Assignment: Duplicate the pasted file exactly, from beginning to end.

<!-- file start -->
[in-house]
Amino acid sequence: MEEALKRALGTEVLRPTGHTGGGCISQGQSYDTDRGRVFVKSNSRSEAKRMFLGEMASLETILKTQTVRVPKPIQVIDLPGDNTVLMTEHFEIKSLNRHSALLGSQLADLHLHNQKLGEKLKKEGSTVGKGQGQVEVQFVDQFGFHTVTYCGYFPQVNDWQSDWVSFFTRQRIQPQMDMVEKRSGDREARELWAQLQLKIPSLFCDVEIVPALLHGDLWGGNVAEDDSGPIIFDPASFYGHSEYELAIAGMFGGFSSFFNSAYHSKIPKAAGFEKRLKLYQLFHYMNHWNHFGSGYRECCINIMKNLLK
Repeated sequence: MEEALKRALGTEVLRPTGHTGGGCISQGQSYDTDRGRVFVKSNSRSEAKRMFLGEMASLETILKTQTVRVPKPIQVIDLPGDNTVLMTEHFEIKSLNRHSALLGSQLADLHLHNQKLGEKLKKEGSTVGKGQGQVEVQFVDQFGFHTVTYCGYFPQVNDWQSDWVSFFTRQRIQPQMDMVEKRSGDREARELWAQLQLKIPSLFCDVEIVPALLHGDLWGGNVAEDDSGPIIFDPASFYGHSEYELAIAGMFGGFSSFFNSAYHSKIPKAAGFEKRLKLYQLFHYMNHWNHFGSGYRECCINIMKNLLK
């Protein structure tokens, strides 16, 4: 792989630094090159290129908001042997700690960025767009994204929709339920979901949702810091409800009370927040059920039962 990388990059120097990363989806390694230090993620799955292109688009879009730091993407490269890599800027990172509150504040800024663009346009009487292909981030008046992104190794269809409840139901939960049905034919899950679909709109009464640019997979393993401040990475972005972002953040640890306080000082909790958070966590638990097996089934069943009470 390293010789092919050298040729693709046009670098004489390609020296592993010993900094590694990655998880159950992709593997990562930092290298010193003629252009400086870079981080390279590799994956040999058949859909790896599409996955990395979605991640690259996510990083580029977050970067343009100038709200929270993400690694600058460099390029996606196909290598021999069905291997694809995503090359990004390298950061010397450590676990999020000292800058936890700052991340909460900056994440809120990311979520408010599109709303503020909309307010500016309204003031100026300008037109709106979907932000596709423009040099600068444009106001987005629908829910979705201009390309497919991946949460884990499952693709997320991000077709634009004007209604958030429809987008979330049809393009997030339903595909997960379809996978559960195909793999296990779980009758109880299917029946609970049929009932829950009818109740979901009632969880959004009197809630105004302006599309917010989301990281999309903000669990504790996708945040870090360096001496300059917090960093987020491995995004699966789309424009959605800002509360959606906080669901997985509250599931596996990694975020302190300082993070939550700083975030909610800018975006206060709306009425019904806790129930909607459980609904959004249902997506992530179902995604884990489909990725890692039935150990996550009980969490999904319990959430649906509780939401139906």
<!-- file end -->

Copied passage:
[in-house]
Amino acid sequence: MEEALKRALGTEVLRPTGHTGGGCISQGQSYDTDRGRVFVKSNSRSEAKRMFLGEMASLETILKTQTVRVPKPIQVIDLPGDNTVLMTEHFEIKSLNRHSALLGSQLADLHLHNQKLGEKLKKEGSTVGKGQGQVEVQFVDQFGFHTVTYCGYFPQVNDWQSDWVSFFTRQRIQPQMDMVEKRSGDREARELWAQLQLKIPSLFCDVEIVPALLHGDLWGGNVAEDDSGPIIFDPASFYGHSEYELAIAGMFGGFSSFFNSAYHSKIPKAAGFEKRLKLYQLFHYMNHWNHFGSGYRECCINIMKNLLK
Repeated sequence: MEEALKRALGTEVLRPTGHTGGGCISQGQSYDTDRGRVFVKSNSRSEAKRMFLGEMASLETILKTQTVRVPKPIQVIDLPGDNTVLMTEHFEIKSLNRHSALLGSQLADLHLHNQKLGEKLKKEGSTVGKGQGQVEVQFVDQFGFHTVTYCGYFPQVNDWQSDWVSFFTRQRIQPQMDMVEKRSGDREARELWAQLQLKIPSLFCDVEIVPALLHGDLWGGNVAEDDSGPIIFDPASFYGHSEYELAIAGMFGGFSSFFNSAYHSKIPKAAGFEKRLKLYQLFHYMNHWNHFGSGYRECCINIMKNLLK
């Protein structure tokens, strides 16, 4: 792989630094090159290129908001042997700690960025767009994204929709339920979901949702810091409800009370927040059920039962 990388990059120097990363989806390694230090993620799955292109688009879009730091993407490269890599800027990172509150504040800024663009346009009487292909981030008046992104190794269809409840139901939960049905034919899950679909709109009464640019997979393993401040990475972005972002953040640890306080000082909790958070966590638990097996089934069943009470 390293010789092919050298040729693709046009670098004489390609020296592993010993900094590694990655998880159950992709593997990562930092290298010193003629252009400086870079981080390279590799994956040999058949859909790896599409996955990395979605991640690259996510990083580029977050970067343009100038709200929270993400690694600058460099390029996606196909290598021999069905291997694809995503090359990004390298950061010397450590676990999020000292800058936890700052991340909460900056994440809120990311979520408010599109709303503020909309307010500016309204003031100026300008037109709106979907932000596709423009040099600068444009106001987005629908829910979705201009390309497919991946949460884990499952693709997320991000077709634009004007209604958030429809987008979330049809393009997030339903595909997960379809996978559960195909793999296990779980009758109880299917029946609970049929009932829950009818109740979901009632969880959004009197809630105004302006599309917010989301990281999309903000669990504790996708945040870090360096001496300059917090960093987020491995995004699966789309424009959605800002509360959606906080669901997985509250599931596996990694975020302190300082993070939550700083975030909610800018975006206060709306009425019904806790129930909607459980609904959004249902997506992530179902995604884990489909990725890692039935150990996550009980969490999904319990959430649906509780939401139906």